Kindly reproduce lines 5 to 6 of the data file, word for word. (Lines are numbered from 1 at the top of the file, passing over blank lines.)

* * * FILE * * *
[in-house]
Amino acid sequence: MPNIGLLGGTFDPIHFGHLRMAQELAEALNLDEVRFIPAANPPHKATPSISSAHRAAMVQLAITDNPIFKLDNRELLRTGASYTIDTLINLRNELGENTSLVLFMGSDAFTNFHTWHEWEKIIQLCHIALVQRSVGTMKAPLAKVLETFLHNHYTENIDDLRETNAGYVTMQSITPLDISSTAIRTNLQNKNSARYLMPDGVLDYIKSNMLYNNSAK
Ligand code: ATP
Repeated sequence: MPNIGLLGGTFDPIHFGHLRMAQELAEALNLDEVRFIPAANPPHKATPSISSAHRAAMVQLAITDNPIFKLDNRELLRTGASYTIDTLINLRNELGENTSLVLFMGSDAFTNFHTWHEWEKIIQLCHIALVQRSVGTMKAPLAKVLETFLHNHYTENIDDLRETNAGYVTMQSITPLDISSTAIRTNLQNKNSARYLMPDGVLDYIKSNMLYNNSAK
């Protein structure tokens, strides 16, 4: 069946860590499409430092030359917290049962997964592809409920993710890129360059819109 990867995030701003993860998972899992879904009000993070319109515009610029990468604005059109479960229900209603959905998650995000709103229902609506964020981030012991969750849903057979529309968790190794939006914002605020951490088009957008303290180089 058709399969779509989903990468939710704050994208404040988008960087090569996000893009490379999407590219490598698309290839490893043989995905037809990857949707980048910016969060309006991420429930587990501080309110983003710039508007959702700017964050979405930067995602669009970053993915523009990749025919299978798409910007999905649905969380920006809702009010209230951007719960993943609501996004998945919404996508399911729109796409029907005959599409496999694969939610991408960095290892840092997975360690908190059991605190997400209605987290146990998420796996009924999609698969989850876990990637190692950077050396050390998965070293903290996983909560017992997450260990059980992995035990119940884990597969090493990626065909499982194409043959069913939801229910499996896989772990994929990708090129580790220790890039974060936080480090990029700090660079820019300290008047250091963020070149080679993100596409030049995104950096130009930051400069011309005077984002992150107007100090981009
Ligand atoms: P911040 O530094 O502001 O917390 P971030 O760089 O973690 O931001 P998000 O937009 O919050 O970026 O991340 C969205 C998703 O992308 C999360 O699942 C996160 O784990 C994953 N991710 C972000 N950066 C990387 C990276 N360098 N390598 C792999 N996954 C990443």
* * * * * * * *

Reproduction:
């Protein structure tokens, strides 16, 4: 069946860590499409430092030359917290049962997964592809409920993710890129360059819109 990867995030701003993860998972899992879904009000993070319109515009610029990468604005059109479960229900209603959905998650995000709103229902609506964020981030012991969750849903057979529309968790190794939006914002605020951490088009957008303290180089 058709399969779509989903990468939710704050994208404040988008960087090569996000893009490379999407590219490598698309290839490893043989995905037809990857949707980048910016969060309006991420429930587990501080309110983003710039508007959702700017964050979405930067995602669009970053993915523009990749025919299978798409910007999905649905969380920006809702009010209230951007719960993943609501996004998945919404996508399911729109796409029907005959599409496999694969939610991408960095290892840092997975360690908190059991605190997400209605987290146990998420796996009924999609698969989850876990990637190692950077050396050390998965070293903290996983909560017992997450260990059980992995035990119940884990597969090493990626065909499982194409043959069913939801229910499996896989772990994929990708090129580790220790890039974060936080480090990029700090660079820019300290008047250091963020070149080679993100596409030049995104950096130009930051400069011309005077984002992150107007100090981009
Ligand atoms: P911040 O530094 O502001 O917390 P971030 O760089 O973690 O931001 P998000 O937009 O919050 O970026 O991340 C969205 C998703 O992308 C999360 O699942 C996160 O784990 C994953 N991710 C972000 N950066 C990387 C990276 N360098 N390598 C792999 N996954 C990443």